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A3: A Topology Construction Algorithm for Wireless Sensor Networks

A3: A Topology Construction Algorithm for Wireless Sensor Networks,10.1109/GLOCOM.2008.ECP.74,Pedro M. Wightman,Miguel A. Labrador

A3: A Topology Construction Algorithm for Wireless Sensor Networks   (Citations: 1)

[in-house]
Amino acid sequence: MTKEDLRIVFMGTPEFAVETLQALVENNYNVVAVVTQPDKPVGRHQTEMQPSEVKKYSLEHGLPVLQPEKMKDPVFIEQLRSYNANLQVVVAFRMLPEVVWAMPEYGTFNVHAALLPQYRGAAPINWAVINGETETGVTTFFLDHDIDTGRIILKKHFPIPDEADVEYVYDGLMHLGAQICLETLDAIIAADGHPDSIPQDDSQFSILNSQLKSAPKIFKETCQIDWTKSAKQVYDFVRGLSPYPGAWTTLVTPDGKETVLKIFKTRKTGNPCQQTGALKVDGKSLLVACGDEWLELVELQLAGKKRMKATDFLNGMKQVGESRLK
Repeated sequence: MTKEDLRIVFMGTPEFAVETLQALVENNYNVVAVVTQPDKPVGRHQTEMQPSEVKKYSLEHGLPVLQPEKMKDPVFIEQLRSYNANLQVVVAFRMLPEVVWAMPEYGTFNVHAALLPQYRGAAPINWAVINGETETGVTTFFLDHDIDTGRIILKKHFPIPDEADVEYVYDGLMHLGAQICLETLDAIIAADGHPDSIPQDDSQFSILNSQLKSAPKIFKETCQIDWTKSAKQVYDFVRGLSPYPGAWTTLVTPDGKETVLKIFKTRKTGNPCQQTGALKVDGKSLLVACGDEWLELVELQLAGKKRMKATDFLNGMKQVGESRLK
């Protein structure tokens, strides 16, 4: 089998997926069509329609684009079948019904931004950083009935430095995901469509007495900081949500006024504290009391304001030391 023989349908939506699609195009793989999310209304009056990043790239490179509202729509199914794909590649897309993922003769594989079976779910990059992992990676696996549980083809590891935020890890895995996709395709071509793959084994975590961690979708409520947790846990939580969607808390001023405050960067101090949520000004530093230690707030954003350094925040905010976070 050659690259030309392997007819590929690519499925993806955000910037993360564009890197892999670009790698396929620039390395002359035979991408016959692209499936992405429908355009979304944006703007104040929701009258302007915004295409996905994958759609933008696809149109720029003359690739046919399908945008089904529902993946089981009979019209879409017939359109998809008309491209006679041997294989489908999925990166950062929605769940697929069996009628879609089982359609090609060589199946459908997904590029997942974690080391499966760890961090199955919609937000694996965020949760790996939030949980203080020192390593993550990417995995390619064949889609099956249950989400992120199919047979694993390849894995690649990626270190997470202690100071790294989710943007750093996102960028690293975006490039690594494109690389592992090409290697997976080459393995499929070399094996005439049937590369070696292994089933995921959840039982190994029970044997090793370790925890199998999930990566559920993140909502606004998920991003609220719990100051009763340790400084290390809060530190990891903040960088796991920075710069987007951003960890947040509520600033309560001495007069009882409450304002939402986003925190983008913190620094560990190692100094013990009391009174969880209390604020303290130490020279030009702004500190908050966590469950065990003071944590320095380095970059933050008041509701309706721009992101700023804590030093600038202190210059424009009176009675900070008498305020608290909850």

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Topology control is a well-known strategy to save energy and extend the lifetime of wireless sensor networks. This paper introduces the A3 (a tree) algorithm, a simple, dis- tributed, and energy-efficient topology construction mechanism that finds a sub-optimal Connected Dominating Set (CDS) to turn unnecessary nodes off while keeping the network connected and providing complete communication coverage. A3 utilizes a weighted distance-energy-based metric that permits the network operator to trade off the lengths of the branches (distance) for the robustness and durability of the tree (energy). Comparisons with other well-known topology construction mechanisms show the superiority of the proposed scheme in terms of the number of active nodes and energy efficiency. Simulation experiments show that to achieve complete communication coverage, A3 needs only 6% and 41% of the nodes active in dense and sparse scenarios, versus 8% and 43% and 5% and 43% of the EECDS and CDS- Rule-K algorithms, respectively. More importantly, the proposed protocol presents a low linearly bounded worst-case amount of messages per node that limits the overhead and the energy usage compared to a non-linear increase of the EECDS and CDS-Rule- K algorithms. I. INTRODUCTION Wireless Sensor Networks (WSNs) continue to be very pop- ular given the large number of application domains where they can provide useful information about. Nevertheless, WSNs also continue to be very limited in terms of computational, communication, storage, and energy resources and capabilities. Of all these constraints it is well-known that energy conserva- tion is the most important aspect and that communications is the most expensive function in terms of energy consumption (2). Therefore, the design of energy-efficient protocols and algorithms continues to be of utmost importance. One known strategy to save energy in WSNs is that of Topology Control (TC). TC consists of two separate compo- nents: the topology construction mechanism, which finds a re- duced topology while preserving important network properties, such as network connectivity and coverage, and the topology maintenance mechanism, which changes the reduced topology when it can't provide the requested service any longer. It is expected that these two mechanisms will work in a iterative manner until the network energy is depleted, and together will increase the network lifetime compared with a continuously run WSN without topology control. 1 Professor on leave from Universidad del Norte, Barranquilla, Colombia. www.uninorte.edu.co This paper introduces A3 (a tree), a topology construction protocol that addresses the problem of finding a reduced topol- ogy. A3 finds a sub-optimal Connected Dominating Set (CDS) to turn unnecessary nodes off while keeping the network con- nected and covered. The algorithm is based on a growing-tree technique and uses a selection metric based on the remaining energy on the nodes and distance among them. The selection metric allows the network operator to choose between a more reliable short-live network with a larger number of nodes, and a less reliable longer-lasting tree with fewer nodes. In addition, the A3 algorithm presents the following advantages: a) A3 is very scalable, as it only needs local information and operates in a completely distributed manner; b) A3 does not need location information; no GPS or any localization mechanism is necessary; c) A3 requires no synchronization scheme thanks to the ordered sequence of the tree creation; d) A3 is simple, and presents low computational complexity; and e) A3 is very energy-efficient. First, the CDS tree building process is done in only one phase and the node selection process avoids the use of node contest or two-hop information queries, which reduces the amount of overhead. Second, the small number of active nodes after the topology construction reduces the number of collisions considerably. Finally, A3 has a low and linearly bounded message complexity, which allows for the algorithm to be run many times as part of the topology control iterative cycle with very low energy cost. The A3 algorithm is evaluated using simulations and com- pared with the Energy Efficient CDS (EECDS) (14) and the CDS-Rule-K (11) algorithms. The results demonstrate that in terms of the number of active nodes needed to build the reduced topology, the A3 protocol performs better than the EECDS and CDS-Rule-K mechanisms. A3 only needs 6% and 41% of the nodes active in dense and sparse scenarios while preserving network connectivity and communication coverage, versus 8% and 45% and 9% and 49% of the EECDS and CDS-Rule-K algorithms, respectively. More impressive is the significant difference in the amount of messages required for the creation of the CDS tree, where A3 presents a bounded, low, and linear message complexity compared with an non- linear increase of the other two mechanisms. This low message complexity is essential to realize energy savings in topology controlled networks compared with WSNs that run continu- ously without topology control.
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